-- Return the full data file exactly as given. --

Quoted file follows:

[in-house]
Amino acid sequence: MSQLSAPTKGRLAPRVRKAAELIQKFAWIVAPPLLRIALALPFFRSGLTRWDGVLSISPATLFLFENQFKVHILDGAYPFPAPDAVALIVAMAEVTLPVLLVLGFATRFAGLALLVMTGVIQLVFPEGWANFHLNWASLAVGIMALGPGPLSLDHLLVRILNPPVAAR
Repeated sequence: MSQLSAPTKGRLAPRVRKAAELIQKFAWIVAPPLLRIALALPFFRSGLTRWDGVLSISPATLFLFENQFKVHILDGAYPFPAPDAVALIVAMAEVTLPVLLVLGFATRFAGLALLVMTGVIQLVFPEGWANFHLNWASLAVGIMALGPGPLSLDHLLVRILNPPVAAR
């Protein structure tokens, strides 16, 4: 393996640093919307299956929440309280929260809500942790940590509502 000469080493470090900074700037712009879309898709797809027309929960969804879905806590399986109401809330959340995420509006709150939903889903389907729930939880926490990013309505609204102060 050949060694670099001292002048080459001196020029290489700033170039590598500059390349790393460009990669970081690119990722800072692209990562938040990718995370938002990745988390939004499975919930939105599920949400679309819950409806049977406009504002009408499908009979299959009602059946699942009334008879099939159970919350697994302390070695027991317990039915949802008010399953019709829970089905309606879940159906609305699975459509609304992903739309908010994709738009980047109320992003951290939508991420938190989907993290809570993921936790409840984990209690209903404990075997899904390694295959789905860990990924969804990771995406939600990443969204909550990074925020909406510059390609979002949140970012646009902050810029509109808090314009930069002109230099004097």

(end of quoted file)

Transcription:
[in-house]
Amino acid sequence: MSQLSAPTKGRLAPRVRKAAELIQKFAWIVAPPLLRIALALPFFRSGLTRWDGVLSISPATLFLFENQFKVHILDGAYPFPAPDAVALIVAMAEVTLPVLLVLGFATRFAGLALLVMTGVIQLVFPEGWANFHLNWASLAVGIMALGPGPLSLDHLLVRILNPPVAAR
Repeated sequence: MSQLSAPTKGRLAPRVRKAAELIQKFAWIVAPPLLRIALALPFFRSGLTRWDGVLSISPATLFLFENQFKVHILDGAYPFPAPDAVALIVAMAEVTLPVLLVLGFATRFAGLALLVMTGVIQLVFPEGWANFHLNWASLAVGIMALGPGPLSLDHLLVRILNPPVAAR
């Protein structure tokens, strides 16, 4: 393996640093919307299956929440309280929260809500942790940590509502 000469080493470090900074700037712009879309898709797809027309929960969804879905806590399986109401809330959340995420509006709150939903889903389907729930939880926490990013309505609204102060 050949060694670099001292002048080459001196020029290489700033170039590598500059390349790393460009990669970081690119990722800072692209990562938040990718995370938002990745988390939004499975919930939105599920949400679309819950409806049977406009504002009408499908009979299959009602059946699942009334008879099939159970919350697994302390070695027991317990039915949802008010399953019709829970089905309606879940159906609305699975459509609304992903739309908010994709738009980047109320992003951290939508991420938190989907993290809570993921936790409840984990209690209903404990075997899904390694295959789905860990990924969804990771995406939600990443969204909550990074925020909406510059390609979002949140970012646009902050810029509109808090314009930069002109230099004097």